In context of the RSV GOLD Project, multiple articles have been published.

Nosocomial RSV-related In-hospital Mortality in Children <5 Years: A Global Case Series

According to the World Health Organization, the global burden of nosocomial infections is poorly characterized as surveillance systems are lacking. Nosocomial infections occur at higher rates in low- and lower-middle-income countries (LMICs) than in high-income countries (HICs). Current global RSV burden estimates are largely based on community-acquired infection. In this case series, there was aimed to characterize children with nosocomial RSV-related mortality and to understand the potential impact of RSV immunization strategies.

In total, 231 nosocomial and 931 community-acquired RSV-related in-hospital from deaths from 65 countries were studied. The results show that the proportion of nosocomial deaths among all RSV deaths was lower in LMICs than in upper-middle-income countries (UMICs) and HICs. Future infant-targeted immunization strategies could prevent the majority of nosocomial RSV-related deaths.

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Citation: Löwensteyn YN, Willemsen JE, Mazur NI, Scheltema NM, van Haastregt NCJ, Buuren AAAT, van Roessel I, Scheepmaker D, Nair H, van de Ven PM, Bont LJ; RSV GOLD Study Group. Nosocomial RSV-related In-hospital Mortality in Children <5 Years: A Global Case Series. Pediatr Infect Dis J. 2023 Jan 1;42(1):1-7. doi: 10.1097/INF.0000000000003747. Epub 2022 Nov 8. PMID: 36476518.

Global Respiratory Syncytial Virus–Related Infant Community Deaths

RSV GOLD, a global registry of under-5 children who have died with RSV-related illness, describes clinical characteristics of children dying of RSV through global data sharing. RSV GOLD acts as a collaborative platform for global deaths, including community mortality studies described in this supplement. There was aimed to compare the age distribution of infant deaths <6 months occurring in the community with in-hospital.

In total, 829 RSV-related deaths <1 year of age from 38 developing countries, including 166 community deaths from 12 countries, were studied. The results show that children in the community die at a younger age.

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Citation: Mazur NI, Löwensteyn YN, Willemsen JE, Gill CJ, Forman L, Mwananyanda LM, Blau DM, Breiman RF, Madhi SA, Mahtab S, Gurley ES, El Arifeen S, Assefa N, Scott JAG, Onyango D, Tippet Barr BA, Kotloff KL, Sow SO, Mandomando I, Ogbuanu I, Jambai A, Bassat Q; CHAMPS Network the RSV GOLD Study Group; Caballero MT, Polack FP, Omer S, Kazi AM, Simões EAF, Satav A, Bont LJ. Global Respiratory Syncytial Virus-Related Infant Community Deaths. Clin Infect Dis. 2021 Sep 2;73(Suppl_3):S229-S237. doi: 10.1093/cid/ciab528. PMID: 34472576; PMCID: PMC8411255.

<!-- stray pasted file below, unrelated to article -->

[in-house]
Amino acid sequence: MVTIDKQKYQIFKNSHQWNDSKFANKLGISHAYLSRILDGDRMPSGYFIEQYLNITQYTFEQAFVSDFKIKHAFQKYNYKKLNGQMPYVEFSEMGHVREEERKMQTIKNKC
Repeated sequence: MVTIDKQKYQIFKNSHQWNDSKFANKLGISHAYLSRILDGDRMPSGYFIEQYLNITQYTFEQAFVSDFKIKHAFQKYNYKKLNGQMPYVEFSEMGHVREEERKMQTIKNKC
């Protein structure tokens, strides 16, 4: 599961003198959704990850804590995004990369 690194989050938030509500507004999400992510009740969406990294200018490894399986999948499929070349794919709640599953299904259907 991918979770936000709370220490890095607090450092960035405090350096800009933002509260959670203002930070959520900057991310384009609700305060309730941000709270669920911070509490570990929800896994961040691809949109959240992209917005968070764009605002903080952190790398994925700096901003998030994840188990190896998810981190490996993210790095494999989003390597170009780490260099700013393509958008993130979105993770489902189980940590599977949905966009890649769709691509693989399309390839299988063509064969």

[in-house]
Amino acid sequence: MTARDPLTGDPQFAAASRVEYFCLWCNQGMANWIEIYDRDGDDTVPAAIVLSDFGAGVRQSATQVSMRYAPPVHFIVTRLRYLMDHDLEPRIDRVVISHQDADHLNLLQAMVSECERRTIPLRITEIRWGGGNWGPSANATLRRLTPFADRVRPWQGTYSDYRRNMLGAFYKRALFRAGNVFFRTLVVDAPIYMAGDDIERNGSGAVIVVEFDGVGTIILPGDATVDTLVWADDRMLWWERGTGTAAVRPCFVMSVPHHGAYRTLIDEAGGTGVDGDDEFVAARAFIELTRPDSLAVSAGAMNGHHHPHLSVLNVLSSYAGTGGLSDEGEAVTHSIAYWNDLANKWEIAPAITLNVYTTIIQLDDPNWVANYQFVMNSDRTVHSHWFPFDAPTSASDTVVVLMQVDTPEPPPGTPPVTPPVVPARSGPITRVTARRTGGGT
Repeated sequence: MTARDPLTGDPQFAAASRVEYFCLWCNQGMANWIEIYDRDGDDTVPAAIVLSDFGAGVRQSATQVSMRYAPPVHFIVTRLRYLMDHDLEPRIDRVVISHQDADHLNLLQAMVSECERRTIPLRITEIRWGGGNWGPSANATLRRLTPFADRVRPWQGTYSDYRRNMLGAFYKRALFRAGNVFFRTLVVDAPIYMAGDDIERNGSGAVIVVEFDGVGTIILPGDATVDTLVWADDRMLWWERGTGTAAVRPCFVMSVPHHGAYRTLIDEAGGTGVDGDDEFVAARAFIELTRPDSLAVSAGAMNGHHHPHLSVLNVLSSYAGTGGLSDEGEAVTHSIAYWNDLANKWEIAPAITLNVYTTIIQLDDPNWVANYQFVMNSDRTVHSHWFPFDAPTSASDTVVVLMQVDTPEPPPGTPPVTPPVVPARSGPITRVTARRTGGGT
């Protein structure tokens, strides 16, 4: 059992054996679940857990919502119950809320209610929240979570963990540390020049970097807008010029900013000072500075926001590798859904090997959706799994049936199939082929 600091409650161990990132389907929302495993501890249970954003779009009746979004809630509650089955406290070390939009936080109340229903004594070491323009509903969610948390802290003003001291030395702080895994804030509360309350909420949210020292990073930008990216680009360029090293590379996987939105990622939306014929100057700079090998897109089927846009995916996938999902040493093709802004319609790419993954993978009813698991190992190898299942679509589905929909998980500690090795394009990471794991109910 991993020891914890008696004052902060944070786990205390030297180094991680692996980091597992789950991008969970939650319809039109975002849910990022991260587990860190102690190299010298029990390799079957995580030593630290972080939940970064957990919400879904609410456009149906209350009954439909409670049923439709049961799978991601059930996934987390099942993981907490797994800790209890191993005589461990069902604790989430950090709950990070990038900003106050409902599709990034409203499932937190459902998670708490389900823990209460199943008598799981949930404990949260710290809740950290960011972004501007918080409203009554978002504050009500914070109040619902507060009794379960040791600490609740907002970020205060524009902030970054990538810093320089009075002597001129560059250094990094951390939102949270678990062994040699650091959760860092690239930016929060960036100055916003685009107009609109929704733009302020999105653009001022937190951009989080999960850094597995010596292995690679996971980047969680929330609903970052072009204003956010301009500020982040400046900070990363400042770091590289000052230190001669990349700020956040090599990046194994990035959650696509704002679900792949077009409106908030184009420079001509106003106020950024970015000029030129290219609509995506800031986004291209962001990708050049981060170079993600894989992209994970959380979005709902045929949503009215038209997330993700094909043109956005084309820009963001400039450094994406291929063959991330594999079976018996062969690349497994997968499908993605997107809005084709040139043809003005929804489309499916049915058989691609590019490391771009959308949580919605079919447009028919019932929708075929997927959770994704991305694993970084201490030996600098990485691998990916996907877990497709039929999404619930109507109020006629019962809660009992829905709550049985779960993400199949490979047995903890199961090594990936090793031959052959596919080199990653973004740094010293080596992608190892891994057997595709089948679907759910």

ICU Network study protocol

To obtain access to RSV interventions, low- and lower-middle-income countries depend on support from Gavi, the Vaccine Alliance. To identify future vaccine target populations, information on children with severe RSV infection is required. The RSV GOLD III—ICU Network study aims to describe clinical, demographic and socioeconomic characteristics of children with life-threatening RSV infection in Gavi-eligible countries.

This international, prospective, observational multicenter study will be conducted in 10 Gavi-eligible countries at pediatric intensive care units and high-dependency units during local viral respiratory seasons for 2 years. Children younger than 2 years of age will be tested for RSV using a molecular point-of-care (POC) diagnostic device. Patient characteristics will be collected through a questionnaire. The study will provide a better understanding of the characteristics and mortality rates of children younger than 2 years with RSV infection admitted to the PICU/HDU in LMICs. The results will contribute to knowledge on global disease burden and awareness of RSV and will directly guide decision makers in their efforts to implement future RSV prevention.

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Citation: Löwensteyn YN, Mazur NI, Nair H, Willemsen JE, van Thiel G, Bont L, RSV GOLD III—ICU Network study group. Describing global pediatric RSV disease at intensive care units in GAVI-eligible countries using molecular point-of-care diagnostics: the RSV GOLD-III study protocol. BMC Infect Dis. 2021 Aug 23;21(1):857.

Influenza-related mortality and maternal vaccination

Influenza virus infection is an important cause of under-five mortality. While maternal vaccination protects children younger than 3 months of age from influenza infection, the extent of influenza-related mortality prevented by a maternal vaccine is still largely unknown. The FLU GOLD team researched this by collecting clinical and demographic characteristics of children younger than 5 years who died with influenza infection. The study was published in EClinicalMedicine in 2021. 

This study included 314 children from 31 countries, consisting of low- and lower-middle-income countries (LMICs), upper-middle-income countries (UMICs), and high-income countries (HICs). The results showed that less than 20% of children is younger than 3 months at time of influenza-related death.